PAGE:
To be really care about the environmental, they fully utilized the plastic bottle before it goes to recycle. Besides, no nice packaging too. The products are highly supported by the local community. However, it is not certified by SIRIM because there is no such soap making formula in their database. It is only get certified by Japanese Industrial Standards (JIP).

We ended our visit with group photo session. Each of us is giving a lemon grass flavor bar soap as souvenir.

This is Mr Tan. A passionate environmentalist.

The group photo (Mr Tan & Mrs Tan)

There is a story behind....shhhhhhh~

Friday, 2 April 2010

Student-Community Convention 2010

It is over...

There are only around 20 students attended SCC 2010. From the committees feedbacks, we know that people heard about this convention, talk about it and noticed the 'creative' painting banners around DK Foyer (perhaps free coffee and movie vouchers?). Some claim that 2 days convention is too long especially at this timing where people rushing assignments and tests. Some saying that "Student-Community Convention" look boring (students are hard to please nowadays). So we might need to figure it out maybe next time we put it "Volunteerism Party" or move the convention to Langkawi beach resort. :p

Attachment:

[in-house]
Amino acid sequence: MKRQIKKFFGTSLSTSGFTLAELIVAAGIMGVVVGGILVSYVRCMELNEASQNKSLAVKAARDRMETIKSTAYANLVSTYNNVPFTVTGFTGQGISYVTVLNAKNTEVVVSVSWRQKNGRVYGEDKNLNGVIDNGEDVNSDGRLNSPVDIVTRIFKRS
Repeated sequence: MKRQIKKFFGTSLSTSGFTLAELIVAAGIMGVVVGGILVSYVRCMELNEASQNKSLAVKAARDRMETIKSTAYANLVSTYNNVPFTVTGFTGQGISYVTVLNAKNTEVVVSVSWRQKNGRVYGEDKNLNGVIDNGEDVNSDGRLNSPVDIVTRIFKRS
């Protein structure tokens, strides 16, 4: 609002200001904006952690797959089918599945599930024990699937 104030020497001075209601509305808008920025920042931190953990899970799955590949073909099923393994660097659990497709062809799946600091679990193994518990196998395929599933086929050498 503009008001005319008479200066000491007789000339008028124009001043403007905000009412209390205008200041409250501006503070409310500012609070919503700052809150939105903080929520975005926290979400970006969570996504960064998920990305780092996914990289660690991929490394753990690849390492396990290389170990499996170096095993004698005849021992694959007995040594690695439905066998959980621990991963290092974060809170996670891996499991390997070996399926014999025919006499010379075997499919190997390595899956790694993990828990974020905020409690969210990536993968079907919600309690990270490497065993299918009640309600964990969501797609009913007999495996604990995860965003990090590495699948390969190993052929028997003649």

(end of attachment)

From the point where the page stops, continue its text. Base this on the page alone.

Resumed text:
We are glad to have 5 speakers to talk about volunteerism.

Dr Prema (top left) and Miss Poh Lerk Shih (bottom left) from WCC (Women Centre for Change), En. Ridzuan (top right) from Consumer Association of Penang, Mr Kevin Kong(middle)a very experienced person in community services and Bernard Hor (bottom right) from Summer Sands Group.

And 4 facilitators for the workshop. Wan Teng (top left) from USM Kanita, Jeannie (top right) from PUCS (they have a new name now: XXT), Yoke Pin from ARTS-ED and Khang Siean from Green Lung.